Before Pleasanton or Livermore ...

American Indian Center teaches about Tri-Valley's original inhabitants

From left: 9-year-old Tank Mathew Young (in blue) and 9-year-old Asa Johnson (in red) participate in a dance competition during the Children Pow Wow’s, held Saturday in downtown Livermore. (Photo by Ryan J. Degan)

A flurry of activity could be found at the Livermore American Indian Center in the week leading up to the center's annual Children's Pow Wow, with volunteers getting regalia ready and working to help prepare for the celebration of Native American heritage.

Hosting events like last weekend's popular Children's Pow Wow -- a traditional get together of Native Americans that includes dancing competitions, native craft vendors and food -- is just one of the ways the center works to educate the community and help continue to revive Native American culture.

"(Pow wows) are a good cultural way for American Indian children to be raised, because there are so many negative things that happen to Native Americans in our life today," Mary Puthoff, program specialist for the Livermore-based American Indian Center, told the Weekly. "There's stereotypes and misconceptions about American Indians and we try to provide a positive community oriented get together. And anyone can go to a pow wow."

Located inside Livermore's Lawrence Elementary School, the American Indian Center serves approximately 400 students of Native American descent in the Tri-Valley, teaching cultural classes, promoting events like pow wows, and educating the wider community on the history and cultures of indigenous Americans who lived and thrived in the Bay Area for thousands of years.

"Our goal is to provide a positive learning environment for children of American Indian heritage, promoting our cultural heritage," said Puthoff, who is a member of the Lakota people from the Rosebud Sioux tribe in South Dakota.

Founded more than 40 years ago, the Livermore American Indian Center is run almost completely by volunteers and provides students and members of the community with a variety of activities to achieve these goals. The center will take students on field trips, provide information on scholarships, offer academic tutoring and often send educators to teach in classrooms about the history and culture of indigenous people.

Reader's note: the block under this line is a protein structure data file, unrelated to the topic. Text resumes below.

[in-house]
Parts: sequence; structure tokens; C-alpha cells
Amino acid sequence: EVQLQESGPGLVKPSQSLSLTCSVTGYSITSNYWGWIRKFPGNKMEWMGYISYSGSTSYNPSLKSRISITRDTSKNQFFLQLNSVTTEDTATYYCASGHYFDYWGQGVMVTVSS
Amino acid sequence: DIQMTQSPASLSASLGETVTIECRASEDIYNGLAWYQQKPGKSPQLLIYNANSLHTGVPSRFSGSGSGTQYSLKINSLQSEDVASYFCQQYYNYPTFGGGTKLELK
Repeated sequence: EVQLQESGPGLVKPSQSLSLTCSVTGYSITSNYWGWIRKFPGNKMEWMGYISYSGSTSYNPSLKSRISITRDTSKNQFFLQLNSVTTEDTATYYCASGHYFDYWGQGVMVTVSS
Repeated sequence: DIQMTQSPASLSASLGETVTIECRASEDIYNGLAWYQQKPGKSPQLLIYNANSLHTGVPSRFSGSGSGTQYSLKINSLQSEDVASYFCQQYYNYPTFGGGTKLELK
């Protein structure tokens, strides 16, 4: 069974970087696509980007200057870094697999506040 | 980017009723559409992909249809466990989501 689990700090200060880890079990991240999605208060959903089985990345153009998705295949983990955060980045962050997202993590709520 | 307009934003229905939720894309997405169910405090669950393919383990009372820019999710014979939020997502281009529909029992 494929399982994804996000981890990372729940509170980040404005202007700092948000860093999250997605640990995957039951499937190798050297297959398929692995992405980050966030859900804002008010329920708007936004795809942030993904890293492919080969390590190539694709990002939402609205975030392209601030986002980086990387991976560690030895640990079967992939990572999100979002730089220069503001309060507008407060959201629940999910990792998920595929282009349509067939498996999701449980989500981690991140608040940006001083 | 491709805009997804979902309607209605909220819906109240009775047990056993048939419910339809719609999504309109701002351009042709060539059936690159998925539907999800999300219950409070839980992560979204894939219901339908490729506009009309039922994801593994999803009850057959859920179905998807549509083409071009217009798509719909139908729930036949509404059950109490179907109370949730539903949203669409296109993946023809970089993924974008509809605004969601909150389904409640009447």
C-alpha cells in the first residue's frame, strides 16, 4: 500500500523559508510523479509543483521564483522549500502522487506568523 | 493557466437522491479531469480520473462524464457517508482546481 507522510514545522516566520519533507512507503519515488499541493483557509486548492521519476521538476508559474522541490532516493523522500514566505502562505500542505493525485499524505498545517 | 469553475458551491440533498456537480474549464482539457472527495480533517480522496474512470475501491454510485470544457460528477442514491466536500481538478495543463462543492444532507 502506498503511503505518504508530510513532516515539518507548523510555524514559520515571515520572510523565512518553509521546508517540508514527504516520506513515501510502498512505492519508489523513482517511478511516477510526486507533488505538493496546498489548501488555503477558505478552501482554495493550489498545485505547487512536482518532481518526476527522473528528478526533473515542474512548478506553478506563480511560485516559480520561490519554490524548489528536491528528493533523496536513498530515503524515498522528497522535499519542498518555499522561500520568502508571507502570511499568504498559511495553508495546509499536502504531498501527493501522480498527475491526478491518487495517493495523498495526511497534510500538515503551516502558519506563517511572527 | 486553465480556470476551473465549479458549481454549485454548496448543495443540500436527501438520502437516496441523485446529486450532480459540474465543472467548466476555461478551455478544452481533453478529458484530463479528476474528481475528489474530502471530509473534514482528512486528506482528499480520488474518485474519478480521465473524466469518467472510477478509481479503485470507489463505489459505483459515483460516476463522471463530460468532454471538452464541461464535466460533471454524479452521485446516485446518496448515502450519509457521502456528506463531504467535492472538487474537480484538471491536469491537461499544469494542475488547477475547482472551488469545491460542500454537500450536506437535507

Puthoff, along with her volunteers, also teaches indigenous American language classes to students, which she says is fun but challenging because every American Indian student wants to learn their own tribe's language.

Held last Saturday -- one day after California's Native American Day (Sept. 27) -- at the Bankhead Shea Homes Plaza in downtown Livermore, the Children's Pow Wow featured competitive dancing, singing, drumming and vendors selling traditional Native American foods, artwork and other items.

The afternoon began with a grand entry featuring all of the dancers dressed in their traditional Native American regalia, followed by an intertribal dance where participants joined in a group dance, jumping and spinning around the plaza. After a ceremonial prayer marking the start of the day, dancers broke down into age categories where they competed against one another in traditional and more contemporary dances.

In an effort to encourage participation from the youngest generation of dancers, the Children's Pow Wow also had a "Tiny Tots" competition for children from toddler age to 5 years old.

"One of the reasons we are having this Children's Pow Wow is for the children to run it so when they grow up they will know how to put on a pow wow," Puthoff added.

Sponsored and funded by the Livermore Valley Performing Arts Center as a part of it’s ongoing series highlighting the cultural heritage of the many peoples who call the Tri-Valley home, the pow wow also included a tour of a 20-foot Lakota tipi.

As a "children's" pow wow, the event's dancing and organization was organized by the students, whose ages range from kindergarten to 12th grade, granting them confidence and allowing knowledge of the events to be carried onto the next generation.

One important point Puthoff wants individuals to keep in mind when visiting a pow wow -- which she says are held all over California every month -- is that the traditional clothing worn during a pow wow is referred to as regalia, not costumes. She says the term "Native American costume" promotes ugly cultural stereotypes.

"We are a culture not a costume," she said. "We discourage people from dressing up as an Indian for Halloween because that promotes the whole stereotype of American Indians. Also mascots come up as a stereotype of American Indians."

Putting on events like the Children's Pow Wow is just one of the ways the center corrects stereotypes about indigenous Americans, teaches the next generation about ancient traditions and reminds the public that their culture is alive and well.

Larger events like these also offer Puthoff the opportunity to advocate for "Missing and Murdered Indigenous Women," a movement that seeks to protect the disproportionately high number of Native American women who are slain without their killers being brought to justice.

"There's a big move to let people know about the missing and murdered. Because even today there's young women that are missing and they don't even do an investigation of it because it happens on reservations," she said. "My own birth mother was murdered and there was no investigation, so it is something that is close to my heart."

Education on Native American topics, past and present, is key, according to Puthoff.